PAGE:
SAN FRANCISCO Google, following in Facebook’s footsteps, wants to sell users’ endorsements to marketers to help them hawk their wares.
On Friday, Google announced an update to its terms of service that allows the company to include adult users’ names, photos and comments in ads shown across the Web, based on ratings, reviews and posts they have made on Google Plus and other Google services like YouTube.
When the new ad policy goes live Nov. 11, Google will be able to show what the company calls shared endorsements on Google sites and across the Web, on the more than 2 million sites in Google’s display advertising network, which are viewed by an estimated 1 billion people.
If a user follows a bakery on Google Plus or gives an album four stars on the Google Play music service, for instance, that person’s name, photo and endorsement could show up in ads for that bakery or album.
Google said it would give users the chance to opt out of being included in the new endorsements, and people under the age of 18 will automatically be excluded.
Such product endorsements, especially coming from friends and acquaintances, are a powerful lure to brands, replicating word-of-mouth marketing on a broad scale.
But as Facebook has learned, many users have strong and skeptical feelings about their endorsements being used in ads without their explicit permission.
“The trick to any advertising like this is to avoid coming across as creepy to your user base and have them say, ‘I didn’t want anyone else to know that’” said Zachary Reiss-Davis, a Forrester analyst, speaking generally about social ads.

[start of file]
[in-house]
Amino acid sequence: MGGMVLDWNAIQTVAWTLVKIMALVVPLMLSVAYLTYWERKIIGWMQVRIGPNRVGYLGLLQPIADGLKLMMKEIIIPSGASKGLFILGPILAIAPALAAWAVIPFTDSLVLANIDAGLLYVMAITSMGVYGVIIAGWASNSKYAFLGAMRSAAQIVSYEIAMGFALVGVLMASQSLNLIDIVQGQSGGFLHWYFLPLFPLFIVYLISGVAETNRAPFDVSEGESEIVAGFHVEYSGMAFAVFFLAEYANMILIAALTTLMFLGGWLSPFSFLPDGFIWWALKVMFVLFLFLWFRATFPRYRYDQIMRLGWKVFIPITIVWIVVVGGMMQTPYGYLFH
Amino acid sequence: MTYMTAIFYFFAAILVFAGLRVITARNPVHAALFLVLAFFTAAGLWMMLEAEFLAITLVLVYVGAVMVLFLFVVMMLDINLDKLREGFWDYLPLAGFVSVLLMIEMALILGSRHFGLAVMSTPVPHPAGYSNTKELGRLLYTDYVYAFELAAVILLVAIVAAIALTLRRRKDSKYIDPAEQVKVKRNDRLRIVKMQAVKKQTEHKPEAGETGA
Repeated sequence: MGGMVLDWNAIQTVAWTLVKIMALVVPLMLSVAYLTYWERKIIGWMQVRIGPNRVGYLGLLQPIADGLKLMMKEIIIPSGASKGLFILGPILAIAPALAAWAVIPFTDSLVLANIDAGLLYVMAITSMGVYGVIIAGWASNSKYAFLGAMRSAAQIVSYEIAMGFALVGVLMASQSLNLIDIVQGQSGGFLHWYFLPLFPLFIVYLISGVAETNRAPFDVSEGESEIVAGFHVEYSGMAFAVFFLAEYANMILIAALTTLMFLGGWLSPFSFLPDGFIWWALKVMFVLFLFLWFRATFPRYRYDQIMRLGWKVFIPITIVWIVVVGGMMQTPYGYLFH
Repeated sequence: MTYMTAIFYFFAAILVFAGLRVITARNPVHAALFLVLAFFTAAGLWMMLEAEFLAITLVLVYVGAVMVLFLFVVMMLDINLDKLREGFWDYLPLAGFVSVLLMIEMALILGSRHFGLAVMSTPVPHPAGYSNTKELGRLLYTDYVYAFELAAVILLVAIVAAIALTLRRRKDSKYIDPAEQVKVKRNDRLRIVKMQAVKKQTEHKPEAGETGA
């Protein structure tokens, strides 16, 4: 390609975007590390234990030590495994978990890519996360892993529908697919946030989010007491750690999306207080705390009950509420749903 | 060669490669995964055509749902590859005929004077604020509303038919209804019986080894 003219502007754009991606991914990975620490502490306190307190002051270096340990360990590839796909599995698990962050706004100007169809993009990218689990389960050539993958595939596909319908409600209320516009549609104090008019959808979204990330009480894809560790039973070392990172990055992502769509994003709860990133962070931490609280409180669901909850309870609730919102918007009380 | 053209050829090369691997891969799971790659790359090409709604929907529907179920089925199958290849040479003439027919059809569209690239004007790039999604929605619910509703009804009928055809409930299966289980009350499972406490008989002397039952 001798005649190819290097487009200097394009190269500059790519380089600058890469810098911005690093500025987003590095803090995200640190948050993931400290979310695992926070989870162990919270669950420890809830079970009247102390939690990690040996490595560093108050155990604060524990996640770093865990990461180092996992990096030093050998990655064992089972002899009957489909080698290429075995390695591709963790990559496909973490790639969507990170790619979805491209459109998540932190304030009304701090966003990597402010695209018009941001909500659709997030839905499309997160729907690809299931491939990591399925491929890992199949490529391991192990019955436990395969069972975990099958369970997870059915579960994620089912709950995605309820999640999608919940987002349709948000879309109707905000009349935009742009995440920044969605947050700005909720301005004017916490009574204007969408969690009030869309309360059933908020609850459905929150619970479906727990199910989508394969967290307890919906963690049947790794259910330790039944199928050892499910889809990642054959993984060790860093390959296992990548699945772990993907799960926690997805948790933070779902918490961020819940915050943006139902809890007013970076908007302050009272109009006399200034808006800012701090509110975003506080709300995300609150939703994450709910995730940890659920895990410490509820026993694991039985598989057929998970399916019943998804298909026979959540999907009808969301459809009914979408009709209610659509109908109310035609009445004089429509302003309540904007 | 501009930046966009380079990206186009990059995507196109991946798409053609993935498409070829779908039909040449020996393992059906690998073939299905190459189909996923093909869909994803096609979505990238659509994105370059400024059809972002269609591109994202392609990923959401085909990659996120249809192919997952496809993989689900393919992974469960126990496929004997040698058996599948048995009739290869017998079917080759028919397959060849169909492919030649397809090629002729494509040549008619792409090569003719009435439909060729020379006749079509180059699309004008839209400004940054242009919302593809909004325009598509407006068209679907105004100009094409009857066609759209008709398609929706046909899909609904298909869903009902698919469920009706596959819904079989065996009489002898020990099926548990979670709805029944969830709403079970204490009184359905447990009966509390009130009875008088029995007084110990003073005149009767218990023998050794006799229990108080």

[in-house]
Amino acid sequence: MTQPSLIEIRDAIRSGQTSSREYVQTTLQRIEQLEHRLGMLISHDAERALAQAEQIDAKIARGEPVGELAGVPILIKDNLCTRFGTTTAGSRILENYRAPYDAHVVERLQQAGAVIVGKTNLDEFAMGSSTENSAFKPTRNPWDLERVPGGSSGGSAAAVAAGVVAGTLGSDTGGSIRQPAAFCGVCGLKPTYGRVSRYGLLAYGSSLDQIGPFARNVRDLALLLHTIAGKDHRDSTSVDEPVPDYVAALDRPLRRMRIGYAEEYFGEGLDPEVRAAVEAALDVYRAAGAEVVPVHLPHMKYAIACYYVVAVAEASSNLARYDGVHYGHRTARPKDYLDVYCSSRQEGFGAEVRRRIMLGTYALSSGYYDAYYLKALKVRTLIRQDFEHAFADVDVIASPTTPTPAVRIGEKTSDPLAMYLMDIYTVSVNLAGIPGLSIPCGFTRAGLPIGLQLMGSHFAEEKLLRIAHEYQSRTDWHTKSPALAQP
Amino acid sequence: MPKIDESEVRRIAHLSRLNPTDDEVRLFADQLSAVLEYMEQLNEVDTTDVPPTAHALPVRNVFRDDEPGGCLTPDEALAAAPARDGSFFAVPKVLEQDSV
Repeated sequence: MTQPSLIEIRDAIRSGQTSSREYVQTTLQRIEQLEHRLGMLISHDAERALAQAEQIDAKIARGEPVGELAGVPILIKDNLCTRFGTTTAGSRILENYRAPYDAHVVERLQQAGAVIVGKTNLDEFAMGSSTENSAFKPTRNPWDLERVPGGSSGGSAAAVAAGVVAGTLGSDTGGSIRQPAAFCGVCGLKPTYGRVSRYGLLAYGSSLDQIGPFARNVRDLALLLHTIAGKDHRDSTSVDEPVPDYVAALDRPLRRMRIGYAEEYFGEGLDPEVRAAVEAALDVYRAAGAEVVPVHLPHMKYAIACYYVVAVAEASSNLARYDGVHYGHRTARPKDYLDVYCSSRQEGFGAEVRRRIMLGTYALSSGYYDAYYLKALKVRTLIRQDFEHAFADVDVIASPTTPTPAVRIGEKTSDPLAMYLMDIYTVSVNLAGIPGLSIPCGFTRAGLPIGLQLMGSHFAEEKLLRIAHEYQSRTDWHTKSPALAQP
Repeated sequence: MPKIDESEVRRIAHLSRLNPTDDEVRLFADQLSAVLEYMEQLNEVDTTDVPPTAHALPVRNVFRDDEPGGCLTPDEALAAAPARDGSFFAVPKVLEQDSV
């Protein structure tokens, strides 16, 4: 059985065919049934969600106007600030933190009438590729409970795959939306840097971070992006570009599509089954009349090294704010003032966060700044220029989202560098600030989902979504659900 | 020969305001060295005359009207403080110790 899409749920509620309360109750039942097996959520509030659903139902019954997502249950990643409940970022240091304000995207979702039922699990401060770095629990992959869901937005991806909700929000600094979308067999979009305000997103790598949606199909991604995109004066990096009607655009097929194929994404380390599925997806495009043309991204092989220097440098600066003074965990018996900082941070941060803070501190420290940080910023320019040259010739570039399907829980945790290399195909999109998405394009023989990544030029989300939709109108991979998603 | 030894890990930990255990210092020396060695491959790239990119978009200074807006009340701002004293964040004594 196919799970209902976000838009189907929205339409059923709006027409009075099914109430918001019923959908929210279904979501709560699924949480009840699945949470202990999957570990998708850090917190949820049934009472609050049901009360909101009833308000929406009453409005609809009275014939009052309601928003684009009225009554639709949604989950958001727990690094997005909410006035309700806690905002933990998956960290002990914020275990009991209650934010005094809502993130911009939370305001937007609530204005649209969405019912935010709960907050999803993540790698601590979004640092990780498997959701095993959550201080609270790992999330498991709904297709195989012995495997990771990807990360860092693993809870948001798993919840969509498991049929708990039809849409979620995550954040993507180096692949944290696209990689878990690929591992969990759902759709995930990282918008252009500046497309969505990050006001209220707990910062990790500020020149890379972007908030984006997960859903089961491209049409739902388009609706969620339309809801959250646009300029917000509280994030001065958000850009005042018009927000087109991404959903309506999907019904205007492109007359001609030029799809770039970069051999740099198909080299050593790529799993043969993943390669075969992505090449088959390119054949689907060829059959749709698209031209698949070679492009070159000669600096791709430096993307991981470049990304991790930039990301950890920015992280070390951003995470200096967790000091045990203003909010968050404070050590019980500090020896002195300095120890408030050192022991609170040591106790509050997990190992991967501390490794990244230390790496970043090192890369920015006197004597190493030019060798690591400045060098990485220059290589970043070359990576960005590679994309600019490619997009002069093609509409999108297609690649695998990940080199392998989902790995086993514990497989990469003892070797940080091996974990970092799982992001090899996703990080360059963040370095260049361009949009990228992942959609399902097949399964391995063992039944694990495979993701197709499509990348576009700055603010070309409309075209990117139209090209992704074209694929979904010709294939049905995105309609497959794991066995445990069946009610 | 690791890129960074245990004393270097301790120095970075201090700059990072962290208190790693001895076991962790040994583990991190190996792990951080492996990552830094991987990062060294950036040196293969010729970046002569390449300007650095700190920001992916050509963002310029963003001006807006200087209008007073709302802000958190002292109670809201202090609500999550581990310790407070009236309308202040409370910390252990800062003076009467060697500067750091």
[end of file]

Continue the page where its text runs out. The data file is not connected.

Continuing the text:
In a notice to users posted on its site Friday, Google said, “Feedback from people you know can save you time and improve results for you and your friends across all Google services.”
Facebook, the world’s largest social network with 1.2 billion users worldwide, has been aggressively marketing such social endorsements. For example, if you post that you love McDonald’s new Mighty Wings on the chain’s Facebook page, McDonald’s could pay to broadcast your kind words to all your friends, effectively using you as a product endorser.
The company declined to specify exactly how it planned to use endorsements in advertising, what the ads would look like or how brands choose whether to include shared endorsements.
Facebook does not allow its users to opt out of such ads, which it calls sponsored stories, although users can limit how their actions on the social network are used in some other types of advertising.
Google Plus users, on the other hand, will be able to opt out of inclusion in ads on the social network’s settings page.
If a Google Plus user has shared comments with a limited set of people, only people in that circle will see the personalized ads. Ratings and reviews on services like Google Plus Local are automatically public and can be used in ads, unless a user opts out of shared endorsements.
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